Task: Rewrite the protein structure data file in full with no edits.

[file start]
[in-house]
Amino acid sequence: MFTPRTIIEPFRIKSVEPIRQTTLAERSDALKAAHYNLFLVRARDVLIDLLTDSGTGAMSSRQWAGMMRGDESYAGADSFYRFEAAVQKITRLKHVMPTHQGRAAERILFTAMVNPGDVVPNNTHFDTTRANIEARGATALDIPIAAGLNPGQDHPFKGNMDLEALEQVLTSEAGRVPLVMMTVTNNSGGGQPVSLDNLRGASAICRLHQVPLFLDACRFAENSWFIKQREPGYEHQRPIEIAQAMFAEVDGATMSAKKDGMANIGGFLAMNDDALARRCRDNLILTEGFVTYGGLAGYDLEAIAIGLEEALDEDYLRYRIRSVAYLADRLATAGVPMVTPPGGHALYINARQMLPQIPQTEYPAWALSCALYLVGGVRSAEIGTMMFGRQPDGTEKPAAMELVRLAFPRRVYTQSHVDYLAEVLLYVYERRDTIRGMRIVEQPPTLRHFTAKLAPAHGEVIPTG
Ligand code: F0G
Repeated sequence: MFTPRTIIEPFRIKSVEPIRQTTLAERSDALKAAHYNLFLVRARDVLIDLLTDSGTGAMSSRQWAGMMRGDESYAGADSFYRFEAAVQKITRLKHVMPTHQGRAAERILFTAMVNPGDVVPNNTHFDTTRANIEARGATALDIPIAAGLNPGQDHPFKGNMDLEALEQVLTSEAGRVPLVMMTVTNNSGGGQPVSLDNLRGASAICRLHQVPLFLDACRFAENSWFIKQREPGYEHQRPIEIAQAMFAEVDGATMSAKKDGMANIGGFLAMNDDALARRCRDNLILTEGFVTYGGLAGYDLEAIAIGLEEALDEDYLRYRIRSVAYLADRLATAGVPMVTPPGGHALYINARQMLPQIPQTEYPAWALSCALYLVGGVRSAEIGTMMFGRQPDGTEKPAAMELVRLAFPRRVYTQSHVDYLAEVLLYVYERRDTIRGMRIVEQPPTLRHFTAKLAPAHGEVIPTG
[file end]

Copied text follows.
[in-house]
Amino acid sequence: MFTPRTIIEPFRIKSVEPIRQTTLAERSDALKAAHYNLFLVRARDVLIDLLTDSGTGAMSSRQWAGMMRGDESYAGADSFYRFEAAVQKITRLKHVMPTHQGRAAERILFTAMVNPGDVVPNNTHFDTTRANIEARGATALDIPIAAGLNPGQDHPFKGNMDLEALEQVLTSEAGRVPLVMMTVTNNSGGGQPVSLDNLRGASAICRLHQVPLFLDACRFAENSWFIKQREPGYEHQRPIEIAQAMFAEVDGATMSAKKDGMANIGGFLAMNDDALARRCRDNLILTEGFVTYGGLAGYDLEAIAIGLEEALDEDYLRYRIRSVAYLADRLATAGVPMVTPPGGHALYINARQMLPQIPQTEYPAWALSCALYLVGGVRSAEIGTMMFGRQPDGTEKPAAMELVRLAFPRRVYTQSHVDYLAEVLLYVYERRDTIRGMRIVEQPPTLRHFTAKLAPAHGEVIPTG
Ligand code: F0G
Repeated sequence: MFTPRTIIEPFRIKSVEPIRQTTLAERSDALKAAHYNLFLVRARDVLIDLLTDSGTGAMSSRQWAGMMRGDESYAGADSFYRFEAAVQKITRLKHVMPTHQGRAAERILFTAMVNPGDVVPNNTHFDTTRANIEARGATALDIPIAAGLNPGQDHPFKGNMDLEALEQVLTSEAGRVPLVMMTVTNNSGGGQPVSLDNLRGASAICRLHQVPLFLDACRFAENSWFIKQREPGYEHQRPIEIAQAMFAEVDGATMSAKKDGMANIGGFLAMNDDALARRCRDNLILTEGFVTYGGLAGYDLEAIAIGLEEALDEDYLRYRIRSVAYLADRLATAGVPMVTPPGGHALYINARQMLPQIPQTEYPAWALSCALYLVGGVRSAEIGTMMFGRQPDGTEKPAAMELVRLAFPRRVYTQSHVDYLAEVLLYVYERRDTIRGMRIVEQPPTLRHFTAKLAPAHGEVIPTG